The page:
Chicago's rising homicide toll — 500 as of Friday, a 17 percent increase over last year — has been a looming shadow over Chicago, plaguing residents and the city's leadership for much of the year, reports the Chicago Tribune. Although Chicago had almost twice as many homicides 20 years ago as this year, the increase in violent deaths represents a backslide for a city that Mayor Rahm Emanuel he wants to move forward.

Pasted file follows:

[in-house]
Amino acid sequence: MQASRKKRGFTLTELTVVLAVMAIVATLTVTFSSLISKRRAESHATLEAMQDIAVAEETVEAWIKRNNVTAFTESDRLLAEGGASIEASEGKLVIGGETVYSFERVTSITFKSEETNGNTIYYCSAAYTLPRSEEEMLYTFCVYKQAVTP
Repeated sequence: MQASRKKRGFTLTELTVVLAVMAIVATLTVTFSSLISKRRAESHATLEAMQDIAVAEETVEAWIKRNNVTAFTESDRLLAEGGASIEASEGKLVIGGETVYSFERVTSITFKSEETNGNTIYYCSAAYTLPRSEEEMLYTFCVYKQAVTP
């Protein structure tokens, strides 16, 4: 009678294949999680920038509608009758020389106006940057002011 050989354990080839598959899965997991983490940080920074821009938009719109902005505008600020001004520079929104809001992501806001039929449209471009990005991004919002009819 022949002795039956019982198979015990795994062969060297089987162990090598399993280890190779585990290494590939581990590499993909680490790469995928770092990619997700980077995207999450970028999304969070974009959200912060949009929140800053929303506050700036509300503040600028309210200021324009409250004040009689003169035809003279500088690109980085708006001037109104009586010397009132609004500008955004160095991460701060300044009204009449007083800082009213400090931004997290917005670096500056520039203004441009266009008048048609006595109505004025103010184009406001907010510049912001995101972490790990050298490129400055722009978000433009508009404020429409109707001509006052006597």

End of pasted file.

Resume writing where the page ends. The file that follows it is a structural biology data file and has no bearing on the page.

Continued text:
With Chicago's homicide rate exceeding those in some other major cities like Los Angeles and New York, Emanuel, ever mindful of the city and his administration's image, has seen the city's violence attract unwanted national attention. Since taking the helm last year, Emanuel and his hand-picked police superintendent, Garry McCarthy, have made safer streets a top priority, with McCarthy declaring "the murder rate in this city is way too high." A particularly bloody winter in early 2012 has kept both men on the defensive, and residents on edge. In McCarthy's view, the proliferation of guns on Chicago's streets, which he said is unlike any other city, and the division of gangs into smaller factions are to blame for the homicide surge.